A company’s net profit is affected by changes in sales volumes. That’s because as the number of sales increases, so too does the variable costs it incurs.

Special Considerations

The more fixed costs a company has, the more revenue a company needs to generate to be able to break even, which means it needs to work harder to produce and sell its products. That’s because these costs occur regularly and rarely change over time.

While variable costs tend to remain flat, the impact of fixed costs on a company’s bottom line can change based on the number of products it produces. So, when production increases, the fixed costs drop. The price of a greater amount of goods can be spread over the same amount of a fixed cost. In this way, a company may achieve economies of scale by increasing production and lowering costs.

For example, let’s say that Company ABC has a lease of $10,000 a month on its production facility and produces 1,000 mugs per month. As such, it may spread the fixed cost of the lease at $10 per mug. If it produces 10,000 mugs a month, the fixed cost of the lease goes down to the tune of $1 per mug.

Is Marginal Cost the Same as Variable Cost?

The term marginal cost refers to any business expense that is associated with the production of an additional unit of output or by serving an additional customer. A marginal cost is the same as an incremental cost because it increases incrementally in order to produce one more product.

Marginal costs can include variable costs because they are part of the production process and expense. Variable costs change based on the level of production, which means there is also a marginal cost in the total cost of production.

Are Fixed Costs Treated As Sunk Costs?

The term sunk cost refers to money that has already been spent and can’t be recovered. While sunk costs may be considered fixed costs, not all fixed costs are considered sunk. For instance, a fixed cost isn’t sunk if a piece of machinery that a company purchases can be sold to someone else for the original purchase price.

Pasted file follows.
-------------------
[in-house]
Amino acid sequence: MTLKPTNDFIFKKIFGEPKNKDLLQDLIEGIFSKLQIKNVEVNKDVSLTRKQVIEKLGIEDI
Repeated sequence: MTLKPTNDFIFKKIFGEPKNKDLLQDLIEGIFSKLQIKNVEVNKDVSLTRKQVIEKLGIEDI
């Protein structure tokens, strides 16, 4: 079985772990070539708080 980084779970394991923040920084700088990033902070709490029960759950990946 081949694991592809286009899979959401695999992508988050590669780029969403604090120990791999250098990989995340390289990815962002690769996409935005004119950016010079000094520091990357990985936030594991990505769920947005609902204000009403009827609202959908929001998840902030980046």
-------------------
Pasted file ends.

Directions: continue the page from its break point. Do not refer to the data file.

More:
How Do Semi-Variable Costs Separate Fixed and Variable Costs?

Semi-variable costs are also called semi-fixed or mixed costs. These types of expenses are composed of both fixed and variable components. They are fixed up to a certain production level, after which they become variable. Costs remain fixed even if no production occurs. It’s easy to separate the two, as fixed costs occur regularly while variable ones change as a result of production output and the overall volume of activity that takes place.

How Can a Business Reduce Variable Costs?

There are many ways that a business can reduce its variable costs. For instance, increasing output using the same amount of material can dramatically cut down costs, provided the quality of goods isn’t impacted.

Developing a new production process can help cut down on variable costs, which may include adopting new or improved technological processes or machinery. If this isn’t possible, management may consider analyzing the process to spot opportunities for efficiencies and improvement, which can bring down certain variable costs like utilities and labor.

The Bottom Line

Businesses incur all sorts of costs while conducting operations. Some of these remain static regardless of a business’s output, while others will fluctuate. Understanding the differences between these fixed and variable costs will allow businesses to better manage their operations, margins, and overall strategy.